Eleanor Oliphant is Completely Fine by Gail Honeyman


published 2017


Eleanor Oliphant 2


[Eleanor Oliphant has gone to a department store to find something to wear]

‘I’m attending a concert at a fashionable venue, and I wondered if you might assist me with the selection of an appropriate ensemble?’

She looked me up and down. ‘Where is it that you are going?’

‘The Cuttings,’ I said proudly. She stuck out her bottom lip, nodded once, slowly.

It seemed that there were a variety of stores within the store, and she took me to the least prepossessing outlet. ‘OK, off the top of my head,’ she said, ‘these…’ a pair of ridiculously slender black denim trousers ‘…with this…’ a black top, similar to a T-shirt but in faux silk, with a keyhole of fabric missing from the back.
‘Really?’ I said. ‘I was thinking more along the lines of a nice dress, or a skirt and blouse.’

‘Trust me,’ she said.

Eleanor Oliphant 1
[Eleanor tries them on] I looked exactly like everyone else. I supposed that was the point…

‘I’ll take them,’ I said.

‘D’you mind if I say something? … you need an ankle boot with skinny jeans.’

[Shoes sorted, the assistant sends Eleanor to make-up]

‘Go to Bobbi Brown, tell them Claire sent you.’

I asked to speak to Bobbi, and the woman at the make-up counter giggled.

‘We’ve got a right one here,’ she said, to no-one in particular… ‘We’ve only got ten minutes till the store closes,’ she said, 'so I’ll focus on camouflage and eyes. D’you like a smoky eye?’

‘I don’t like anything to do with smoking,’ I said, and, bizarrely, she laughed again. Strange woman…

[Ten minutes later…]

‘Well,’ she said, ‘what do you think?’

‘I look like a small Madagascan primate, or perhaps a North American raccoon,’ I said. ‘It’s charming.’

She laughed so much she had to cross her legs.

commentary: Charming is the word. The book is such an easy ready, it slips down like a delicious ice-cream, despite its sad and slightly bleak centre.

Eleanor Oliphant, who narrates the book, is self-evidently not fine. She has a job and a flat (in Glasgow, and how nice to read an urban book set outside London), but she really doesn’t understand how modern life works, and there is something very dark in her background. Many of the tropes are familiar - it is something like Graeme Simsion’s lovely Rosie books, with a touch of Mark Haddon’s Curious Incident – though you wouldn’t necessarily conclude Eleanor is on the Asperger’s spectrum.

It is a very very funny book, which many of the laughs coming from Eleanor’s composed and certain approach to life, coupled with her complete lack of knowledge. She describes things like a Martian: her mug which we, but not she, can see is a Top Gear mug. And then she adds this:
I don’t profess to understand this mug. It holds the perfect amount of vodka however.
As she says later
Even alcoholics deserve help, I suppose, although they should get drunk at home, like I do, so that they don’t cause everyone else any trouble. But then, not everyone is as sensible and considerate as me.
She has a job, but is not popular with her officemates: she knows that she seems odd to other people, but she has that certainty that it is they who are out of line, not her. At a manicure bar:
She and her companion were both staring, their expressions a combination of alarm and… well, alarm, mainly.
Just as you would predict, and hope, the book is about her starting to change her life, via a first disastrous crush, and then a slowly blossoming friendship.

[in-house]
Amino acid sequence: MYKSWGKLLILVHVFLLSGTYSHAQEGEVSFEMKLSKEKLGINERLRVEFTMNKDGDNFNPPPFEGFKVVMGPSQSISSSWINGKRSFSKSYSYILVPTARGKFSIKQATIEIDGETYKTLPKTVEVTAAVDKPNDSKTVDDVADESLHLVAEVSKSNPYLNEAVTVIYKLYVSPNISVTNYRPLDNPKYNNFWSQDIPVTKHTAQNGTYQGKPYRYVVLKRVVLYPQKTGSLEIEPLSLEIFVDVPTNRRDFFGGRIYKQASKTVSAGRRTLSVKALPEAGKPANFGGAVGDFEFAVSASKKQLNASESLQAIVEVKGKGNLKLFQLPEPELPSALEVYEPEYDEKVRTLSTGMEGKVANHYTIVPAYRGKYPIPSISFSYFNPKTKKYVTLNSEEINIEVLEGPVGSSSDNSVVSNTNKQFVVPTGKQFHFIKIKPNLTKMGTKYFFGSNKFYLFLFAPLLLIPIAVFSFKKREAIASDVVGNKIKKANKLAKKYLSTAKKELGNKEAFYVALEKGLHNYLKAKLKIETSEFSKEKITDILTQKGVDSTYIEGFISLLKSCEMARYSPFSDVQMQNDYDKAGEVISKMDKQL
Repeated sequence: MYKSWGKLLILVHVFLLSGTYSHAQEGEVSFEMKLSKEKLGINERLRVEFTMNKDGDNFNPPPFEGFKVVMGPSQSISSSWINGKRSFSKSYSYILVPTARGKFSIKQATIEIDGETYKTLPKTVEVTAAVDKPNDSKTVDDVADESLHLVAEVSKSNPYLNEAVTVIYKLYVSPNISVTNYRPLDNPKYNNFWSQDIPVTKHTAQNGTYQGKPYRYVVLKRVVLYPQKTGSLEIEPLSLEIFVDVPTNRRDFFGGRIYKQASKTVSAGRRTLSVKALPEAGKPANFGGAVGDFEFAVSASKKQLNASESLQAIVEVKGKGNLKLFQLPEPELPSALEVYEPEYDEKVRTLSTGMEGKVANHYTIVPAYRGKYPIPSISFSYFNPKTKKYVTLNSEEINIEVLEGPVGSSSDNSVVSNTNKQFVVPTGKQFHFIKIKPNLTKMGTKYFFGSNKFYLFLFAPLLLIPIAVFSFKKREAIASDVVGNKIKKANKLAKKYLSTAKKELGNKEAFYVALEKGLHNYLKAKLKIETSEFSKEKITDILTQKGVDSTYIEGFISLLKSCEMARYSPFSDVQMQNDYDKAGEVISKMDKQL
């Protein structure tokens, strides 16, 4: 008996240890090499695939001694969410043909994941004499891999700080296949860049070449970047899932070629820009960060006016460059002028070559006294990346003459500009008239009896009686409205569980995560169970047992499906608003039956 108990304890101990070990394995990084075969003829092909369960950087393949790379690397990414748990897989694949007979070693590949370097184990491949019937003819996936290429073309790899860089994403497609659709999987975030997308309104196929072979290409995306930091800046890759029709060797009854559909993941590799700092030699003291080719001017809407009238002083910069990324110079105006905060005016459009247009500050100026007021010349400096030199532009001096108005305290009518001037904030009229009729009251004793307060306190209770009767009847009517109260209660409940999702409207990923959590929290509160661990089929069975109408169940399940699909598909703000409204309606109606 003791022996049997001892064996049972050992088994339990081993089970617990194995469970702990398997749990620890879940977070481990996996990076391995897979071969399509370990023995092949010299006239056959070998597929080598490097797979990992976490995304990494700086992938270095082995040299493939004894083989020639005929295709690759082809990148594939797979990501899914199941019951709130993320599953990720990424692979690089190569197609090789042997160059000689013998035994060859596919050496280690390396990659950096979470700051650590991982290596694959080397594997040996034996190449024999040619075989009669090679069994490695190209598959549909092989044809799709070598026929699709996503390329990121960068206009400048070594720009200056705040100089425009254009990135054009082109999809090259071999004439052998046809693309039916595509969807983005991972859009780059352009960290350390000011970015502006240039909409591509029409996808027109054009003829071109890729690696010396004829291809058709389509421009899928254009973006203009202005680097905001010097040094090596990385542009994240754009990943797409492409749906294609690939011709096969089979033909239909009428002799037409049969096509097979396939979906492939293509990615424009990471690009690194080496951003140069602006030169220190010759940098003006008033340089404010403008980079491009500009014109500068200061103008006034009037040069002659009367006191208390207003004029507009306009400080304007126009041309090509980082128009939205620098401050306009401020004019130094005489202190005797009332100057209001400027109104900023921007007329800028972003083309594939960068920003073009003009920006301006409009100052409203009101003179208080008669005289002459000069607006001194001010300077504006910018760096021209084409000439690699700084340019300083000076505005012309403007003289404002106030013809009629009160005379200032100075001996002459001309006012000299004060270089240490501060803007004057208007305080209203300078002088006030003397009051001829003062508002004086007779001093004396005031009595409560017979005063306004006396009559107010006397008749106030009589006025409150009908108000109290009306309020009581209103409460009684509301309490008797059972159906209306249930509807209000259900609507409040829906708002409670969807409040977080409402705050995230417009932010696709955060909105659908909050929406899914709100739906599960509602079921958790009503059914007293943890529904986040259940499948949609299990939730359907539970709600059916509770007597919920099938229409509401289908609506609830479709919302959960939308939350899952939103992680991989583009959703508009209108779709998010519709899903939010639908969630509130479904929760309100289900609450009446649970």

Of course she has to get some new clothes,above – this is a standard scene but none the less enjoyable for that. (There was a similar scene in Catriona McPherson's The Child Garden on the blog recently.) And I endlessly enjoyed the joke that Eleanor thinks Bobbi Brown is the department store employee doing her makeup.

She has plenty of great passing comments:
I’d recently finished reading a management tome which seemed to be aimed at psychopaths with no common sense (quite a dangerous combination).
And
Was I alive? I hoped so, but only because if this was the location of the afterlife, I’d be lodging an appeal immediately.
And
I stared at the floor, my mind racing. Did I… did I look like the kind of person who ought to be avoided in a game of bus seat selection? I could only conclude, in the face of the evidence, that I did. But why?
Slowly, as her life takes a gentler turn, we learn though hints what it was in her childhood that left her so damaged, and it is not a happy read.

But still this is a mellow, optimistic book. Gail Honeyman has created a wonderful, wholly convincing, character, and the book is highly entertaining – and does a good job of reminding us all not to judge by appearances, and that a little generosity and kindness never goes amiss. I would strongly recommend it.





































Comments

  1. I almost get a sense of Adrian Mole from these snippets actually - is that very far off base? Just something about the sense of obliviousness.

    ReplyDelete
    Replies
    1. (Although without Mole's element of arrogance, I should add.)

      Delete
    2. Yes, good take Daniel: there is the naivete and charm and the cleverness of the writer presenting someone who does think he or she is clever. And both books very funny!

      Delete
  2. It sounds interesting, but I will pass on it. Maybe someday.

    ReplyDelete
    Replies
    1. If only there weren't so many good books around Tracy.

      Delete
  3. I enjoyed the excerpt you've chosen very much. I'll add it to my once-I-can-see-the-floor-of-my-bedroom-again list.

    ReplyDelete
    Replies
    1. I think it's worth a try for those of us who like that sort of book, very entertaining. Let us know when you can see the floor again...

      Delete
  4. Replies
    1. Fair enough, though it is very funny.

      Delete

Post a Comment